Methodists not only read theology, they also sang it, often repeating the words of their foremost hymnwriter, Charles Wesley. John's most ambitious hymnal, A Collection of Hymns for the Use of the People Called Methodists, contained 525 hymns that fully reflected the theology of the two brothers.

Aware of the different needs in his growing movement, Wesley produced "niche" publications: for Americans, The Sunday Service of the Methodists in North America (based on the Church of England's Book of Common Prayer); for prisoners, Prayers for Condemned Malefactors; and for young Methodists, Prayers for Children. The works differed more in content than in style or tone, as even youngsters were instructed to pray lines like these:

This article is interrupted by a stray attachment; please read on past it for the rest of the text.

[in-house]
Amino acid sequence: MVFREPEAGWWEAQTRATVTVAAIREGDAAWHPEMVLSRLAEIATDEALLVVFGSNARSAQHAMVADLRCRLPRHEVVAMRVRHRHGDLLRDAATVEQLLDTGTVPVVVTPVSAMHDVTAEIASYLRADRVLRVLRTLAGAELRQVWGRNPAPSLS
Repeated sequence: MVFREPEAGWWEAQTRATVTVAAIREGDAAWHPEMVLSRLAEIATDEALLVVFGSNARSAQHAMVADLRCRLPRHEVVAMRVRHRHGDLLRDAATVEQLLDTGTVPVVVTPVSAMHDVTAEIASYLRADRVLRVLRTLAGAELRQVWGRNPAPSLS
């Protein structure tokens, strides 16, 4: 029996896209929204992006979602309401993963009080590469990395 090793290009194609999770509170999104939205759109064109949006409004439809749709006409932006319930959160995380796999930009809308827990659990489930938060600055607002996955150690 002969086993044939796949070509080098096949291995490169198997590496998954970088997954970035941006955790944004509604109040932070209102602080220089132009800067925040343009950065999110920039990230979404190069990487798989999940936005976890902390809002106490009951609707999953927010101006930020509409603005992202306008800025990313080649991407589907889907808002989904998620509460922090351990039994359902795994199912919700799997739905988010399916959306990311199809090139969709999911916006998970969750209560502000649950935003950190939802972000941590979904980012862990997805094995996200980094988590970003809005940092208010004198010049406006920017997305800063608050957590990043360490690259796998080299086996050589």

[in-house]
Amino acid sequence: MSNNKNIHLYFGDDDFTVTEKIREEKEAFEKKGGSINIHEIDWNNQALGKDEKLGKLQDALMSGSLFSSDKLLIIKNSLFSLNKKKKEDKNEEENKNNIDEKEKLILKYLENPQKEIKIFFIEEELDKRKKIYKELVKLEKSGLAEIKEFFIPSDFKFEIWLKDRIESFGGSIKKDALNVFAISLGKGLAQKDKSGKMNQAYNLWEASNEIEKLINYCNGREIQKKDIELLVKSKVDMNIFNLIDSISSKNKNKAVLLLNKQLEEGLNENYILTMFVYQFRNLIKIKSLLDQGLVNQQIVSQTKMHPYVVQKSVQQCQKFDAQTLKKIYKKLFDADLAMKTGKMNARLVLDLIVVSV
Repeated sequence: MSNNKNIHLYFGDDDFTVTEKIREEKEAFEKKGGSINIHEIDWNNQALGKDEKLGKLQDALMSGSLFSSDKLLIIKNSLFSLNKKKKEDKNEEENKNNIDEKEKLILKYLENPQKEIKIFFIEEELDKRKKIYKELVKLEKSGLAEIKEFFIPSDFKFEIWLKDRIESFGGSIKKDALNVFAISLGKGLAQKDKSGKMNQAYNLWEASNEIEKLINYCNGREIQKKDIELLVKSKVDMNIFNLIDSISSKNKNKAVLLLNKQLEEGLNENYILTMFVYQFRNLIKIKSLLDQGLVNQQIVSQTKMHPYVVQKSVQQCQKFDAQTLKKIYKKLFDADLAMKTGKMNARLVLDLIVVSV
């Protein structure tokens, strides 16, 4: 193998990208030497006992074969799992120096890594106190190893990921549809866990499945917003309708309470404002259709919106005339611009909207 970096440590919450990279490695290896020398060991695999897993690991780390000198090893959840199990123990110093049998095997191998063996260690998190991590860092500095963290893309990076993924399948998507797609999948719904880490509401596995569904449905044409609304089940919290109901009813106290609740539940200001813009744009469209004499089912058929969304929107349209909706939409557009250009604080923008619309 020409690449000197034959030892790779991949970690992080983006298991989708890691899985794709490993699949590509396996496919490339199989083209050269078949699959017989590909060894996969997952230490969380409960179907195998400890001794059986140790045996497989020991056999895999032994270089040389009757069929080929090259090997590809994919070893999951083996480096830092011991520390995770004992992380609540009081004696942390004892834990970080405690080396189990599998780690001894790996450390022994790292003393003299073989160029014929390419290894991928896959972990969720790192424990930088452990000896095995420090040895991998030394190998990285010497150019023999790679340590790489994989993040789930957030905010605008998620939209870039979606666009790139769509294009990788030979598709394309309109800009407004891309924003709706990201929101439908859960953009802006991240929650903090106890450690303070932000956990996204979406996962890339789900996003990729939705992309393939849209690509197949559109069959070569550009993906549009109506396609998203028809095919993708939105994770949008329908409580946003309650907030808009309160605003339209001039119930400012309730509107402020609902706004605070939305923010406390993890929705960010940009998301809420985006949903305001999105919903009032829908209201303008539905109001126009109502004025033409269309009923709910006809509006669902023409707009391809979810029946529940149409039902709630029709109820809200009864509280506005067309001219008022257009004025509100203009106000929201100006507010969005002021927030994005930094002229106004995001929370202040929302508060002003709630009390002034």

"O learn me true wisdom, and let the law of thy mouth be dearer to me than gold and silver, and let my whole delight be therein. O let me be devoted to thee from my childhood. Keep out of my heart all love of the world, or riches, or any other created thing, and fill it with the love of God."

Since Wesley believed that the Christian life is a disciplined life, he gave detailed instructions, such as The Nature, Design, and General Rules of the United Societies … , which contained the fundamental mandates of the Methodist life. The Arminian Magazine, a monthly that first appeared in January 1778, offered even more thoughts on doctrine and discipline, plus spiritually enriching biographies, testimonies, and poetry.

Shape up … or else

Wesley regularly exhorted his readers to heed God's call to correct their lives, the church, and the nation, thus fulfilling what Wesley saw as God's charge to the Methodist movement: "to reform the nation, particularly the Church; and to spread scriptural holiness over the land."